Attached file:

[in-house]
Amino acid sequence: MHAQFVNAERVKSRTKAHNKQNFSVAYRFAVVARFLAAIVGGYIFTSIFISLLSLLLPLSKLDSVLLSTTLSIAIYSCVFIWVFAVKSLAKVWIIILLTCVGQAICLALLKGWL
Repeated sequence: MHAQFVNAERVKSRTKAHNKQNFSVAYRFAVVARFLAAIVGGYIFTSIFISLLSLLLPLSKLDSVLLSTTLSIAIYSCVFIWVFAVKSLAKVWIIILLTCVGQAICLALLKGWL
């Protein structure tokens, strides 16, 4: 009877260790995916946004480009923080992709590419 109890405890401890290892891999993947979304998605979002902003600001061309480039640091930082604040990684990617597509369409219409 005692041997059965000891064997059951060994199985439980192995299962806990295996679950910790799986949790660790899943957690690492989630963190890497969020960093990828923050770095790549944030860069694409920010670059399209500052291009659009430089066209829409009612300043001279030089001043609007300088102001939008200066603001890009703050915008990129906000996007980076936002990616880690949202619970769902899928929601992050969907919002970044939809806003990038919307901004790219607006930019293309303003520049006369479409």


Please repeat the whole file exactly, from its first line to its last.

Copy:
[in-house]
Amino acid sequence: MHAQFVNAERVKSRTKAHNKQNFSVAYRFAVVARFLAAIVGGYIFTSIFISLLSLLLPLSKLDSVLLSTTLSIAIYSCVFIWVFAVKSLAKVWIIILLTCVGQAICLALLKGWL
Repeated sequence: MHAQFVNAERVKSRTKAHNKQNFSVAYRFAVVARFLAAIVGGYIFTSIFISLLSLLLPLSKLDSVLLSTTLSIAIYSCVFIWVFAVKSLAKVWIIILLTCVGQAICLALLKGWL
């Protein structure tokens, strides 16, 4: 009877260790995916946004480009923080992709590419 109890405890401890290892891999993947979304998605979002902003600001061309480039640091930082604040990684990617597509369409219409 005692041997059965000891064997059951060994199985439980192995299962806990295996679950910790799986949790660790899943957690690492989630963190890497969020960093990828923050770095790549944030860069694409920010670059399209500052291009659009430089066209829409009612300043001279030089001043609007300088102001939008200066603001890009703050915008990129906000996007980076936002990616880690949202619970769902899928929601992050969907919002970044939809806003990038919307901004790219607006930019293309303003520049006369479409």